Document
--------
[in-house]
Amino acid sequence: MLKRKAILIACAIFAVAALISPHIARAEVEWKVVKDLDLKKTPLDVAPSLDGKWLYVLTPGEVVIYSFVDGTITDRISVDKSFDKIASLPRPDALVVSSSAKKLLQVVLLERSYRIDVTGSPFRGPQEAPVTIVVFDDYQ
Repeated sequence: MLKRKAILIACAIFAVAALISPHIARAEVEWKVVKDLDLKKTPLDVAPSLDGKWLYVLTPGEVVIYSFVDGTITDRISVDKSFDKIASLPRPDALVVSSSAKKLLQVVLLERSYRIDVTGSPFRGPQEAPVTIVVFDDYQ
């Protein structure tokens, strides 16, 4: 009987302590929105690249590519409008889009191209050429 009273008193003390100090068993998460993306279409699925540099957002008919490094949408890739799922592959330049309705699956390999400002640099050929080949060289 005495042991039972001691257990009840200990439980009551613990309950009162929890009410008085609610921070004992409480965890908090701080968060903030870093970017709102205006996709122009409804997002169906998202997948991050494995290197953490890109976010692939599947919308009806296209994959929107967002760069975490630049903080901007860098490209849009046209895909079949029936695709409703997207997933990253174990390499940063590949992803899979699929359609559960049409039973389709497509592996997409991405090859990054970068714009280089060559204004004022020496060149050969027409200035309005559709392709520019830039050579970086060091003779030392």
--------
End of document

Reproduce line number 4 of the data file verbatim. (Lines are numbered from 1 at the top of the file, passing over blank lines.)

């Protein structure tokens, strides 16, 4: 009987302590929105690249590519409008889009191209050429 009273008193003390100090068993998460993306279409699925540099957002008919490094949408890739799922592959330049309705699956390999400002640099050929080949060289 005495042991039972001691257990009840200990439980009551613990309950009162929890009410008085609610921070004992409480965890908090701080968060903030870093970017709102205006996709122009409804997002169906998202997948991050494995290197953490890109976010692939599947919308009806296209994959929107967002760069975490630049903080901007860098490209849009046209895909079949029936695709409703997207997933990253174990390499940063590949992803899979699929359609559960049409039973389709497509592996997409991405090859990054970068714009280089060559204004004022020496060149050969027409200035309005559709392709520019830039050579970086060091003779030392």